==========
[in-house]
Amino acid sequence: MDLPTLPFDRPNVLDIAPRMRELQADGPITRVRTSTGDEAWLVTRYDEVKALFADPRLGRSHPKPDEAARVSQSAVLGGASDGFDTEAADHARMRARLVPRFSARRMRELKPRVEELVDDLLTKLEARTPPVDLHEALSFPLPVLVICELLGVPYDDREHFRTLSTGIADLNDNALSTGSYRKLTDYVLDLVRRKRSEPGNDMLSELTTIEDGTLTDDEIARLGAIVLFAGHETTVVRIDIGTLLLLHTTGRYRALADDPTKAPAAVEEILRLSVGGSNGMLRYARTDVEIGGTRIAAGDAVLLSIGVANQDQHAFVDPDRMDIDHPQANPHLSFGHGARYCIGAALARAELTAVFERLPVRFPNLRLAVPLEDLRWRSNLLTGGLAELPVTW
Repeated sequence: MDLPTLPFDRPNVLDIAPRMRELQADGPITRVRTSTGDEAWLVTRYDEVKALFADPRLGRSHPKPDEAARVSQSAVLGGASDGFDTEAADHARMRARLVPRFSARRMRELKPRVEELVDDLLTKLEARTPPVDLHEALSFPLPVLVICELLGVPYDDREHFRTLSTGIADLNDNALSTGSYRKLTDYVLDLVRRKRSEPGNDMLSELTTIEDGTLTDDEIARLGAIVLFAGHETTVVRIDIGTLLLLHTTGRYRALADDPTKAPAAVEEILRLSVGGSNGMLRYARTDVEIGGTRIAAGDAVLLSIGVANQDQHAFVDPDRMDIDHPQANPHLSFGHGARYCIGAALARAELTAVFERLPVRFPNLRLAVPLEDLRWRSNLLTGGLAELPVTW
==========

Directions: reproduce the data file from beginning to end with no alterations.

[in-house]
Amino acid sequence: MDLPTLPFDRPNVLDIAPRMRELQADGPITRVRTSTGDEAWLVTRYDEVKALFADPRLGRSHPKPDEAARVSQSAVLGGASDGFDTEAADHARMRARLVPRFSARRMRELKPRVEELVDDLLTKLEARTPPVDLHEALSFPLPVLVICELLGVPYDDREHFRTLSTGIADLNDNALSTGSYRKLTDYVLDLVRRKRSEPGNDMLSELTTIEDGTLTDDEIARLGAIVLFAGHETTVVRIDIGTLLLLHTTGRYRALADDPTKAPAAVEEILRLSVGGSNGMLRYARTDVEIGGTRIAAGDAVLLSIGVANQDQHAFVDPDRMDIDHPQANPHLSFGHGARYCIGAALARAELTAVFERLPVRFPNLRLAVPLEDLRWRSNLLTGGLAELPVTW
Repeated sequence: MDLPTLPFDRPNVLDIAPRMRELQADGPITRVRTSTGDEAWLVTRYDEVKALFADPRLGRSHPKPDEAARVSQSAVLGGASDGFDTEAADHARMRARLVPRFSARRMRELKPRVEELVDDLLTKLEARTPPVDLHEALSFPLPVLVICELLGVPYDDREHFRTLSTGIADLNDNALSTGSYRKLTDYVLDLVRRKRSEPGNDMLSELTTIEDGTLTDDEIARLGAIVLFAGHETTVVRIDIGTLLLLHTTGRYRALADDPTKAPAAVEEILRLSVGGSNGMLRYARTDVEIGGTRIAAGDAVLLSIGVANQDQHAFVDPDRMDIDHPQANPHLSFGHGARYCIGAALARAELTAVFERLPVRFPNLRLAVPLEDLRWRSNLLTGGLAELPVTW